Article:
The ketogenic diet a.k.a keto has often been promoted as a magic bullet for fat loss and overall health. Fortunes have been built on the promise of keto being THE answer that people are looking for to improve body composition and make gains. On the fat loss front we know that although not superior to a diet rich in carbohydrates, keto may be a solid option. But is keto a good idea for muscle growth or a potential gains killer?
What did they test? The authors reviewed the current available literature to see the effect of the ketogenic diet on muscle hypertrophy in resistance trained individuals.
What did they find? Overall, there were no differences between the keto groups and the control groups but keto did not seem to promote favorable increases in muscle mass.
What does it mean for you? This study comes with a few limitations that are discussed in detail below but if you absolutely love keto, being in a calorie surplus will ensure that you’re gaining muscle mass. If you don’t really like keto and want to maximize muscle growth, it’s best that you consume a diet rich in carbohydrates.
What’s the Problem?
Ah, the ketogenic diet (or “keto” for short). A diet that you’ve probably heard of, no matter if you’re a fitness enthusiast or not. A diet based on prioritizing fat and protein intake while reducing the macronutrient responsible for literally everything bad in the world, from obesity to the stock market of 1987. A diet that drastically reduces….*dramatic music intensifies* CARBOHYDRATES *screams of shock*.
Just kidding, carbohydrates are far from being a “bad” macronutrient, regardless of whether you’re training or not and they’re not the “cause of obesity” as many claim. Some of the main arguments made against carbs are mostly based on the carbohydrate insulin-model (CIM) of obesity, a model that proposes insulin as the main driver of obesity, something that has been disproven multiple times by the scientific community 1 2. We also came out with a great article on “why sugar did not cause the obesity epidemic”, which I think is worth checking out 3.
“But wait a second Dr. Pak”, I hear you saying, “I thought I was reading about ketogenic diets and muscle gain, not another “carbs are fine for you” article”. That’s true, good reader, I just needed to throw some carb™ disclaimers and set the scene for this research review. Now, enough hypothetical conversations, let’s look at the “problem” in question.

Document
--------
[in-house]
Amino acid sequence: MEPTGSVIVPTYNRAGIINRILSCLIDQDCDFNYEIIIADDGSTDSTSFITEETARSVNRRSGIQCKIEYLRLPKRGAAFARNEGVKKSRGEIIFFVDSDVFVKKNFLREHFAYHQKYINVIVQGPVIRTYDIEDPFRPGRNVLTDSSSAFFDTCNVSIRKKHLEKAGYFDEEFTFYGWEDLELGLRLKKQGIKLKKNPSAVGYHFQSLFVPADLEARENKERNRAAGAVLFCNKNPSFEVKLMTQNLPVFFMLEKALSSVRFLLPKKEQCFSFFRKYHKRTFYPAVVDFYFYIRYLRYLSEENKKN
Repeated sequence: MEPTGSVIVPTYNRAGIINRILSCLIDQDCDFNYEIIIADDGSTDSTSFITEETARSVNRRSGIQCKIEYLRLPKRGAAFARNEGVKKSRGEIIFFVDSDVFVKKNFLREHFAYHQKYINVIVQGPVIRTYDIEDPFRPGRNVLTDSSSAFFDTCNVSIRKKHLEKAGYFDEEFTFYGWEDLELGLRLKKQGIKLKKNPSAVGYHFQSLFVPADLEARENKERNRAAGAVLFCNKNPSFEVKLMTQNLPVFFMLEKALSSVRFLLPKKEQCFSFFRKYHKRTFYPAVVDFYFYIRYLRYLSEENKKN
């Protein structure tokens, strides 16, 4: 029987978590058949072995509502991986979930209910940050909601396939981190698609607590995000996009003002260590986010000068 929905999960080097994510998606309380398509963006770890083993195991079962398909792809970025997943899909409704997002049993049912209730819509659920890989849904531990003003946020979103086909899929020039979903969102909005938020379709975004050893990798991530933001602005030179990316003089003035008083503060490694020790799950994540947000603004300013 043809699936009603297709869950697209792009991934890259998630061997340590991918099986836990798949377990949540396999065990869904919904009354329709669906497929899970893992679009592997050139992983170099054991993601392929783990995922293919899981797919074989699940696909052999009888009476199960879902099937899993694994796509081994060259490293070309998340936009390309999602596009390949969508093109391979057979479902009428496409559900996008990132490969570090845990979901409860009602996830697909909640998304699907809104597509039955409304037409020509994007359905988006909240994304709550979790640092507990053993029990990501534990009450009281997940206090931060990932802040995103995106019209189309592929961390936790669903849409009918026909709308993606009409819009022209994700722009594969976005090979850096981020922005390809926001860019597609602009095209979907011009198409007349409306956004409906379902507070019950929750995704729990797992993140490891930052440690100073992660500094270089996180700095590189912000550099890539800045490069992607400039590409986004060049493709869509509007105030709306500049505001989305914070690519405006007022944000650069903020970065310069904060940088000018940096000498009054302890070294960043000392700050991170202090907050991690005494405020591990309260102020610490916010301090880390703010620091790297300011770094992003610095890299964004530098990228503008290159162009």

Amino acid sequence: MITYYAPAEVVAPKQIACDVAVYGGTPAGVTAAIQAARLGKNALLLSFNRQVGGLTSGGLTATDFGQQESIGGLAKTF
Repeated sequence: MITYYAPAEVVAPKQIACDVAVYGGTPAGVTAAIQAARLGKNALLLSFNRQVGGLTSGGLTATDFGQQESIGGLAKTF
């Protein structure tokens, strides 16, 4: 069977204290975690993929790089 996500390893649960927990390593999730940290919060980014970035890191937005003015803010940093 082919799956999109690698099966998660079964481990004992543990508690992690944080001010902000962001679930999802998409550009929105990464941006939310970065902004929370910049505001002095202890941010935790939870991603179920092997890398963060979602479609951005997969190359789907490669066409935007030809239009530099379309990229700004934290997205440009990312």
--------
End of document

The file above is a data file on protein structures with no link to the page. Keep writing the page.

Keto diets reduce carbohydrates to approximately less than 50g per day or around 10% or less of one's total energy and require fat and protein intake to be prioritized 4. The keto diet is mostly known as a “fat/weight loss diet”, probably due to its supposed superiority compared to “regular diets”, something that has not been reflected in the literature comparing diets following keto-like macronutrient compositions versus “regular” diets that include carbohydrates 5. That said, the keto diet has been shown to be beneficial for inducing improvements in certain pathologies, like epilepsy, and regardless of not being superior to a “regular” diet, may also help improve body composition in different populations 6 7. The majority of research on the keto diet is also around obesity and whether the reduction of carbohydrates can aid in improving body composition in obese individuals but not much research has been carried out on muscle growth in trained individuals, and more specifically, people who lift.
Aside from keto not being “the one magic trick” for losing fat, many people seem to enjoy eating more fat and protein, often due to being able to eat more of certain foods that they like (eg: fatty cuts of meat, dairy etc). And that’s totally fine,*hippie voice on* namaste, you do you, but what about the gains brooo?
Is keto a viable option for those who want to increase muscle mass? Can you have your keto cake and eat it too? This systematic review by Vargas-Molina et al may shed light on these questions!